In 1908 there was a disagreement over parish council elections and the handling of money at Holy Trinity. The disagreement turned violent on July 12, 1908, when police were called to Holy Trinity (San Francisco Call, 7-13-1908, “War Raged at the Door of the Sanctuary”). A faction led by Ioannis Kapsimalis (former parish council president and Greek Consul) decided to start their own church. They acquired land on Rincon Hill (35 Stanley Place), built a church which they named St. John Prodromos (see photograph). They built offices and a meeting hall which they named the “Alexander the Great Meeting Hall.” They hired Father Constantine Tsapralis as their first priest (There is a common misunderstanding that Fr. Tsapralis’ service at Holy Trinity was continuous from 1903 – 1936 which is not true). The Holy Trinity community in turn hired Fr. Stefanos Macaronis as their next priest.
On December 2, 1909, the factions resolved their differences and St. John Prodromos ceased to exist. Fr. Tsapralis was rehired by Holy Trinity and Fr. Stefanos Macaronis moved to a parish in Oregon. From 1910 until Holy Trinity was raised to install a meeting hall in 1922, this property served as the offices and meeting hall for the community. There are numerous news articles in the San Francisco Chronicle and San Francisco Call relating to Greek community events that were held at the Alexander the Great Hall. This building was a vital part of Greek community life.
Mr. Peter Bergevin, the owner of the property, passed away at December 27, 1911 at the age of 68. Mr. Bergevin willed the property to Holy Trinity. On June 23, 1915, a hearing was held regarding Mr. Bergevin’s estate. His daughter, Mrs. Adeline Telfer, deeded the property to Holy Trinity on July 20, 1915 pursuant to a court order regarding the estate of her father. (Click here to view the document).
The property was later sold to the State of California to make room for the San Francisco-Oakland Bay Bridge closing this early chapter San Francisco Greek history.
Jim Lucas is the President of the Greek Historical Society of the San Francisco Bay Area and can be reached by email at email@example.com. More San Francisco Greek historical material can be found at www.sanfranciscogreeks.com.
March 2, 1865: Fr. Agapius Honcharenko served the first public Orthodox Divine Liturgy in New York. Way back in 2009, I wrote a pair of articles about that liturgy; click here and here to read them. What I wasn’t aware of at the time was that Honcharenko had celebrated the Divine Liturgy at least once in New York prior to March 2 — on January 6, which was Christmas (December 25) according to the Orthodox calendar in the 19th century. But the March 2 liturgy was the first public liturgy. Rev. Morgan Dix, rector of Trinity Episcopal Church and one of the most prominent Episcopalian clergymen of his day, wrote of the liturgy in his journal, “This 2nd. day of Lent was a memorable one, because the Liturgy of the Eastern Church was sung in Trinity Chapel, at 11 A.M. This never occurred before so far as I have heard, in any Anglican Church. Bishop Potter was to have been there, but backed out, and went down to S. Paul’s instead, to the noon day communion.”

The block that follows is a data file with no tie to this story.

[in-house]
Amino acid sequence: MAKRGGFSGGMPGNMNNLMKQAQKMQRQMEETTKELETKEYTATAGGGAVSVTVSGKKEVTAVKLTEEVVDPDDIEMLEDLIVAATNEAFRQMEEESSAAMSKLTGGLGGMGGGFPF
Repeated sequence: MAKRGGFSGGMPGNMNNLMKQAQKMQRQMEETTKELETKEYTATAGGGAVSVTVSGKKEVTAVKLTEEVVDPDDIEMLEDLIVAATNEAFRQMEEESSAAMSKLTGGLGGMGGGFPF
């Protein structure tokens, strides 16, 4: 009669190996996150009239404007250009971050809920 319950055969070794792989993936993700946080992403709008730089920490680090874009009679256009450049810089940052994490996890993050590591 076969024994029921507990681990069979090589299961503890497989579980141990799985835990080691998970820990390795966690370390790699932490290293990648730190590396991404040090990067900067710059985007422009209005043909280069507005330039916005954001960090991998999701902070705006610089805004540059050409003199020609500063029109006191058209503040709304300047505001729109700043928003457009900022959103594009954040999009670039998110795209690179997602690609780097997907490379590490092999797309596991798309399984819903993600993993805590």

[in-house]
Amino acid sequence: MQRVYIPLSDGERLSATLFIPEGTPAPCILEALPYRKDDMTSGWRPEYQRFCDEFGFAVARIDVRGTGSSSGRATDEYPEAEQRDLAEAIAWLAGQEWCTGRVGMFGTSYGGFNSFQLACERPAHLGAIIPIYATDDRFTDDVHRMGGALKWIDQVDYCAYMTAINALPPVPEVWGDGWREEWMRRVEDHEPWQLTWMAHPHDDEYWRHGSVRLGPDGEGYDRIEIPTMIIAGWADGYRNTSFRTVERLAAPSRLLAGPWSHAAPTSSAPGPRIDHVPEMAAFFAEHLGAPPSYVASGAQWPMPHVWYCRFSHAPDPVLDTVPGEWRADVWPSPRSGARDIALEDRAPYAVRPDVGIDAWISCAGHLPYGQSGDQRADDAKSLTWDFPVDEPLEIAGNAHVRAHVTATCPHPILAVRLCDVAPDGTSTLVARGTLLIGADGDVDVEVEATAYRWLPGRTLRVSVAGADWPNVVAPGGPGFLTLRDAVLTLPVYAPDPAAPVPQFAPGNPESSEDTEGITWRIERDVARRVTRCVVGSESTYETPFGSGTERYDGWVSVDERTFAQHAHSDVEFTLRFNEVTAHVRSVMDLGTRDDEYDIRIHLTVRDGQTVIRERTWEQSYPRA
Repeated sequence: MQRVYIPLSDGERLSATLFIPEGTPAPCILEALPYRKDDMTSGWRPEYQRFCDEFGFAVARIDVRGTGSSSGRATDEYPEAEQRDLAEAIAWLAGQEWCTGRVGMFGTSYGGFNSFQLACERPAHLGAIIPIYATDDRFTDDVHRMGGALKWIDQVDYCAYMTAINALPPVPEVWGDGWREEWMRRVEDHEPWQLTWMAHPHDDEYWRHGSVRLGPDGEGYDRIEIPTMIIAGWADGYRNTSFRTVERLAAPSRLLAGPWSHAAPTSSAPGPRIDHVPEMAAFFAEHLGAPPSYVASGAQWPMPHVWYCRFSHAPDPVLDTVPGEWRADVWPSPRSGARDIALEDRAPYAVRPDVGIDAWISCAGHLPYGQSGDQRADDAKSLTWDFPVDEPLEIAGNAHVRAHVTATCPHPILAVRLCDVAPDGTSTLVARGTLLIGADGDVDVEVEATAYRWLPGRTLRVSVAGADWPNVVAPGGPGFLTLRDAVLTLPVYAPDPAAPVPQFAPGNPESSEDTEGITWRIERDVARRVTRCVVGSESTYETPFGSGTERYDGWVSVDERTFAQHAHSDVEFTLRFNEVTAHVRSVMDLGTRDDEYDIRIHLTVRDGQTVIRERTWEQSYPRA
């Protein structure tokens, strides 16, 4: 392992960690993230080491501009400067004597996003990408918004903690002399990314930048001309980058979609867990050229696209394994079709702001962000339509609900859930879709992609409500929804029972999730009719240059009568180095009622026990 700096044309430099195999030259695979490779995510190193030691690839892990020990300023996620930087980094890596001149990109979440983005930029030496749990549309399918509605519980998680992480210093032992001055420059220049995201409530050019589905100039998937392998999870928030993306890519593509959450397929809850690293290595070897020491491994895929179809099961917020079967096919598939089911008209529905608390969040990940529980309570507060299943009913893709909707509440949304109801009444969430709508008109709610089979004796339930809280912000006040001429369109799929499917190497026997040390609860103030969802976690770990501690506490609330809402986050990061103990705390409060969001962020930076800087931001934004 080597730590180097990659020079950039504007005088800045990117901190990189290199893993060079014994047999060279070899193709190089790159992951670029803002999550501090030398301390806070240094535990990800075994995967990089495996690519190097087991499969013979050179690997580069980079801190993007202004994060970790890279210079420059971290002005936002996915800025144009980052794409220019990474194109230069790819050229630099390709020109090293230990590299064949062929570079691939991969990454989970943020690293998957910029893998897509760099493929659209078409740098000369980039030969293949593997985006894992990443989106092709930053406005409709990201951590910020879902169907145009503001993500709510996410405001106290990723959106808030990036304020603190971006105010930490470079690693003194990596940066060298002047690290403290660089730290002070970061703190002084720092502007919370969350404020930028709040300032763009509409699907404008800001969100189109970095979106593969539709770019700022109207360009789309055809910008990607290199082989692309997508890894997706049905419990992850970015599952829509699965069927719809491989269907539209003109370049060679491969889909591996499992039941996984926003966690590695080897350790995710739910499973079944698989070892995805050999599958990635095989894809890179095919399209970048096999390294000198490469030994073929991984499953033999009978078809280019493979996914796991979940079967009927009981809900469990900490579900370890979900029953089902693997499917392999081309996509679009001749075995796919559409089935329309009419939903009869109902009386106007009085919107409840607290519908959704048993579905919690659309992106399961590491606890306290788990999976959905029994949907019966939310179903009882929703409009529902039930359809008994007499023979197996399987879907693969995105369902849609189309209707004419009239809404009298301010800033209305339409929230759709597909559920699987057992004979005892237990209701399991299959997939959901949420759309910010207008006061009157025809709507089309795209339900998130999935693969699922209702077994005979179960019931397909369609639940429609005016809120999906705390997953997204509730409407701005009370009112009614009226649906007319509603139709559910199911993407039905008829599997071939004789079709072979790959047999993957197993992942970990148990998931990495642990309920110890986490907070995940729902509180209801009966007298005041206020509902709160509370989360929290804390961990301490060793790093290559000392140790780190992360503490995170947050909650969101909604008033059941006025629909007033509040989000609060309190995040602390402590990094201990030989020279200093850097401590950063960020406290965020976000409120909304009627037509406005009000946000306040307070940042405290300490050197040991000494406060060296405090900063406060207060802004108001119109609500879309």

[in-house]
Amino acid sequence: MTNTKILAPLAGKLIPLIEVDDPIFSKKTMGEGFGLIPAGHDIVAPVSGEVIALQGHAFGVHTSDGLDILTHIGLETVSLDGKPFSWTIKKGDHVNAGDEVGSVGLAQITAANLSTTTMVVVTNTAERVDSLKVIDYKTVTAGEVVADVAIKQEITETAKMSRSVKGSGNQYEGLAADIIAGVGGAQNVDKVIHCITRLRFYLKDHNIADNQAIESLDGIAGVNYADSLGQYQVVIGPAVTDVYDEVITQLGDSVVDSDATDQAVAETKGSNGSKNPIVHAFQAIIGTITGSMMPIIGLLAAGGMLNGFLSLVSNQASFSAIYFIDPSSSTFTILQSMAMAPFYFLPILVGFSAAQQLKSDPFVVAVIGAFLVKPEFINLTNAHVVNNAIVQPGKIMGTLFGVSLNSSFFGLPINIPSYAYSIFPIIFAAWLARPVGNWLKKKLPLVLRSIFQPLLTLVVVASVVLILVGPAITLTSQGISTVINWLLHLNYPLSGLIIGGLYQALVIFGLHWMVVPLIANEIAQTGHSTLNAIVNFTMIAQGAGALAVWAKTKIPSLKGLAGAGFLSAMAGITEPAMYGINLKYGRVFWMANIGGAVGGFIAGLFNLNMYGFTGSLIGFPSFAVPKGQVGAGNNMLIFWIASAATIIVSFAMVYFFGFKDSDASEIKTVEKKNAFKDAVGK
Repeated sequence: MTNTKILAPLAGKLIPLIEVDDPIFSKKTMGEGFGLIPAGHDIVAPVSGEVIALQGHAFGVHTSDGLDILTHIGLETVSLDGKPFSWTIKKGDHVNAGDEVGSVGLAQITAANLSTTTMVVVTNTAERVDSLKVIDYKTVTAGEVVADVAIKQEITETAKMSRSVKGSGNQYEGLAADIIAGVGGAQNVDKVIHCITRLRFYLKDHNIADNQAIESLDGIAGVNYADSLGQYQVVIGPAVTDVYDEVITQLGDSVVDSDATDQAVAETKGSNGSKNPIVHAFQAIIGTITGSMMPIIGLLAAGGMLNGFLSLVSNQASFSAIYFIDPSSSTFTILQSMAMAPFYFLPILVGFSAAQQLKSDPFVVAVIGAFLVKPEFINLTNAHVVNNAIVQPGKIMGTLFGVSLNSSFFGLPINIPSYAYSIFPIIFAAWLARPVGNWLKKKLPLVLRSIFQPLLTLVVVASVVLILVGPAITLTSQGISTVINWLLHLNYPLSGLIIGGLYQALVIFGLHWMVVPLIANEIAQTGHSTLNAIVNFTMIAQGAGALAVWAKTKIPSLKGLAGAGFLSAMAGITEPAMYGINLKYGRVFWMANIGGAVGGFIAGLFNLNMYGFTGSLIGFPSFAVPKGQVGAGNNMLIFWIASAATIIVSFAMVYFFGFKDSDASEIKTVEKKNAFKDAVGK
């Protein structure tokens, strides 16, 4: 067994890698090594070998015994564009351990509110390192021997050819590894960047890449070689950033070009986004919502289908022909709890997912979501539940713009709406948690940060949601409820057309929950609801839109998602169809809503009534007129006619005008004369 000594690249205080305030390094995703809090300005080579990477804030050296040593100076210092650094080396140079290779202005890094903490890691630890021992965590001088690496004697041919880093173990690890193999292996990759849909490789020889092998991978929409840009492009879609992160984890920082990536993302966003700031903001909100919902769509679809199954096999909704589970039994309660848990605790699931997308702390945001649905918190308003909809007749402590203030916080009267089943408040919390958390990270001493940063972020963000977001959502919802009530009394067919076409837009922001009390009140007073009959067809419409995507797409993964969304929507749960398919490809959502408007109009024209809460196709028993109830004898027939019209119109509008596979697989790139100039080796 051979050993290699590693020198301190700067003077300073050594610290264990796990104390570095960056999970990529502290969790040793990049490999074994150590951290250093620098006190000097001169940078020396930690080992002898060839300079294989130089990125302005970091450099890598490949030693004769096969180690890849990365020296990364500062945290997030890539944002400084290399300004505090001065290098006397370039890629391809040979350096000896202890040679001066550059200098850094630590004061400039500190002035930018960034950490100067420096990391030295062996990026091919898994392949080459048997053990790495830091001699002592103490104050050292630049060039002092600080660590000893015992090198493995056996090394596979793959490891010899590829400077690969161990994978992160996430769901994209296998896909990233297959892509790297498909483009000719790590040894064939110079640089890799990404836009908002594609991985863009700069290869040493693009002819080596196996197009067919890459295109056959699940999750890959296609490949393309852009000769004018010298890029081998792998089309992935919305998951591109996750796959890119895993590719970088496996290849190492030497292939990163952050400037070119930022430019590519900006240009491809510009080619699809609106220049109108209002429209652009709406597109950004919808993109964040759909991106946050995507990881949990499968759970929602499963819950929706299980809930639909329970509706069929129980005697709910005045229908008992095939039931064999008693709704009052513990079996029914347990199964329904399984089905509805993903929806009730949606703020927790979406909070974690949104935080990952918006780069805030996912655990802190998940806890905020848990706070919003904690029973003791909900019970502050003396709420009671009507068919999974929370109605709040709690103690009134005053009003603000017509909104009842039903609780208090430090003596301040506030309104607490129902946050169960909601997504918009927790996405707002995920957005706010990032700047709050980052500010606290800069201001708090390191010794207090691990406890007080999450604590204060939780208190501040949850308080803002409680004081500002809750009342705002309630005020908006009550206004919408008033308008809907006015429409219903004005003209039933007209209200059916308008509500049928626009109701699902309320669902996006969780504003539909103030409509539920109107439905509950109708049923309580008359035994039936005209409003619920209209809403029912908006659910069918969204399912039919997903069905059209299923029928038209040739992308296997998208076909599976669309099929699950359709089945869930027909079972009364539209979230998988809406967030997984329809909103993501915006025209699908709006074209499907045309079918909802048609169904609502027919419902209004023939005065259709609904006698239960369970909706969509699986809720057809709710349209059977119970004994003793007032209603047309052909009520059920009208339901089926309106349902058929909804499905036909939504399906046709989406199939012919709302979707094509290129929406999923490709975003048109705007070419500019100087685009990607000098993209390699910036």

February 28, 1904: Barbara MacGahan died in New York. A native of Russia, MacGahan was the widow of a famous American war correspondent, and she became a renowned journalist in her own right. She was the principal founder of St. Nicholas Russian Orthodox Church (later Cathedral) in New York City, and she played an important role in the Russian Mission until her death. In MacGahan’s day, a disproportionate number of the Orthodox in America were men. And the status of women in turn-of-the-century America was certainly far more restricted than it is today. I mean, today, we don’t bat an eyelash at the thought of a woman chairing a parish council, but such a thing was probably inconceivable more than a century ago. It was in that world that MacGahan became a major player in the Russian Mission, right at the time when it was expanding beyond its original focus of Alaska. Barbara MacGahan may have been the most influential woman in the early history of American Orthodoxy.
February 28, 1914: The choir of New York’s St. Nicholas Russian Orthodox Cathedral performed at the White House for President Woodrow Wilson. Some of the robes worn by the choir members at this event have survived, and are held at the OCA archives in Syosset, NY.
February 27, 1915: St. Raphael Hawaweeny, the Syrian Bishop of Brooklyn, died. What can be said of St. Raphael that has not already been said? How about this quotation from Rev. T.J. Lacey, a notable Episcopalian priest who had a strong affinity for the Orthodox Church:
Bishop Raphael was a master-builder. He laid strong enduring foundations, gathering a large constituency and acquiring valuable property for the congregation. He was a man of wide education and keen intelligence, a master of many languages. He possessed rare gifts of administration, and was unselfishly devoted to the spiritual and material welfare of his people. His death, in 1915, deprived the Syrian Church of a strong leader.
February 28, 1937: The Ukrainian Orthodox Bishop Bohdan Spylka was consecrated by the Greek Archbishop Athenagoras Spyrou.